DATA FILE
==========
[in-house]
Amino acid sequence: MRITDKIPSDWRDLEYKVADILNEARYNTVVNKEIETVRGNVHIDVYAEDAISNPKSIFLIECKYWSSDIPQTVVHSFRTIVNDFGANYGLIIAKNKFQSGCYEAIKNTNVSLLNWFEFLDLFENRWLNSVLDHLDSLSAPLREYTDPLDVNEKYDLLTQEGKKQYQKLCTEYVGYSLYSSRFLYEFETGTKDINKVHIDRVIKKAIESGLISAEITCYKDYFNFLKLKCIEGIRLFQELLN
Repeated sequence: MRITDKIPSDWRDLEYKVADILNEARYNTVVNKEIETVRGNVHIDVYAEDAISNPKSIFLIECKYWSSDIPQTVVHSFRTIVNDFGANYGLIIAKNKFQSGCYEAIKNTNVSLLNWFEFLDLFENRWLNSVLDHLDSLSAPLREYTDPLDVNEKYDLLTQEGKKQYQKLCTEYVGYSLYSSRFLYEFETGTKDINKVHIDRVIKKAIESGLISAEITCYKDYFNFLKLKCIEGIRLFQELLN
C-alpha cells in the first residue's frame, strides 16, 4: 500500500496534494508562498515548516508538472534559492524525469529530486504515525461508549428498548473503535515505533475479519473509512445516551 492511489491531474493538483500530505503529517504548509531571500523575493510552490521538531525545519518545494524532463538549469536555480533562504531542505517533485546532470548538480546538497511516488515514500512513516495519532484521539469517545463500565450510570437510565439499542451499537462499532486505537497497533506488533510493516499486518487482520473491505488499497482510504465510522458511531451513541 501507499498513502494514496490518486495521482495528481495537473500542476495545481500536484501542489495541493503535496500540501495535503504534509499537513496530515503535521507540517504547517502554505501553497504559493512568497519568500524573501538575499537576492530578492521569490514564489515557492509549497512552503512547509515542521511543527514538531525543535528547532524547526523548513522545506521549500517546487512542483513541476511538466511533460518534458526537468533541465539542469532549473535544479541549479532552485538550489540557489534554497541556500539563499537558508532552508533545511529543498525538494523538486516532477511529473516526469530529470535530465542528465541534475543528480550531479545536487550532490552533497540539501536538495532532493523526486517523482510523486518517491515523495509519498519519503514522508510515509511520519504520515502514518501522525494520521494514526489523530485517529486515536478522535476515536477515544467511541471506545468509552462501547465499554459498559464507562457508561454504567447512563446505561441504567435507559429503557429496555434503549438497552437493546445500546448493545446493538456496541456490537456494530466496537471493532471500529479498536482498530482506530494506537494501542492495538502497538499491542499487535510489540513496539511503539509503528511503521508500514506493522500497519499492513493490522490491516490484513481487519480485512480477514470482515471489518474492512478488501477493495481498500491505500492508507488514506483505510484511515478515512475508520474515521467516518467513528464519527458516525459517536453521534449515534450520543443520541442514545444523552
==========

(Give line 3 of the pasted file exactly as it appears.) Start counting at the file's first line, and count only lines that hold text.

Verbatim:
Repeated sequence: MRITDKIPSDWRDLEYKVADILNEARYNTVVNKEIETVRGNVHIDVYAEDAISNPKSIFLIECKYWSSDIPQTVVHSFRTIVNDFGANYGLIIAKNKFQSGCYEAIKNTNVSLLNWFEFLDLFENRWLNSVLDHLDSLSAPLREYTDPLDVNEKYDLLTQEGKKQYQKLCTEYVGYSLYSSRFLYEFETGTKDINKVHIDRVIKKAIESGLISAEITCYKDYFNFLKLKCIEGIRLFQELLN